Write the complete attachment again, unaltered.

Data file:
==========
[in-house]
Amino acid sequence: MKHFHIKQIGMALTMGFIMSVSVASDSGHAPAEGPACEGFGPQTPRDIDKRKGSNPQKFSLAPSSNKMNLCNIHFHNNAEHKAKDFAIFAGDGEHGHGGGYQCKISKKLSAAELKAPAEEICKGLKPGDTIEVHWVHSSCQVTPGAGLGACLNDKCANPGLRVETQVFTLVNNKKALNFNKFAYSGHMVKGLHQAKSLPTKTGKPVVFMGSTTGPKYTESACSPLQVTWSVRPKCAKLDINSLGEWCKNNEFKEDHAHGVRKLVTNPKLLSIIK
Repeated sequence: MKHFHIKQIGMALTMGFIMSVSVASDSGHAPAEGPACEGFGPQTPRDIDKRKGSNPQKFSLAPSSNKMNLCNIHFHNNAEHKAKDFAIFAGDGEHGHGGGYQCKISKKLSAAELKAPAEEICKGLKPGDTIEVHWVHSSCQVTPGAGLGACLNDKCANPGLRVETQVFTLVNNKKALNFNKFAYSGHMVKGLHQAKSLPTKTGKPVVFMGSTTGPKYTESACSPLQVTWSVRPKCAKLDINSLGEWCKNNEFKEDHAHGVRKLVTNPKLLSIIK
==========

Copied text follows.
[in-house]
Amino acid sequence: MKHFHIKQIGMALTMGFIMSVSVASDSGHAPAEGPACEGFGPQTPRDIDKRKGSNPQKFSLAPSSNKMNLCNIHFHNNAEHKAKDFAIFAGDGEHGHGGGYQCKISKKLSAAELKAPAEEICKGLKPGDTIEVHWVHSSCQVTPGAGLGACLNDKCANPGLRVETQVFTLVNNKKALNFNKFAYSGHMVKGLHQAKSLPTKTGKPVVFMGSTTGPKYTESACSPLQVTWSVRPKCAKLDINSLGEWCKNNEFKEDHAHGVRKLVTNPKLLSIIK
Repeated sequence: MKHFHIKQIGMALTMGFIMSVSVASDSGHAPAEGPACEGFGPQTPRDIDKRKGSNPQKFSLAPSSNKMNLCNIHFHNNAEHKAKDFAIFAGDGEHGHGGGYQCKISKKLSAAELKAPAEEICKGLKPGDTIEVHWVHSSCQVTPGAGLGACLNDKCANPGLRVETQVFTLVNNKKALNFNKFAYSGHMVKGLHQAKSLPTKTGKPVVFMGSTTGPKYTESACSPLQVTWSVRPKCAKLDINSLGEWCKNNEFKEDHAHGVRKLVTNPKLLSIIK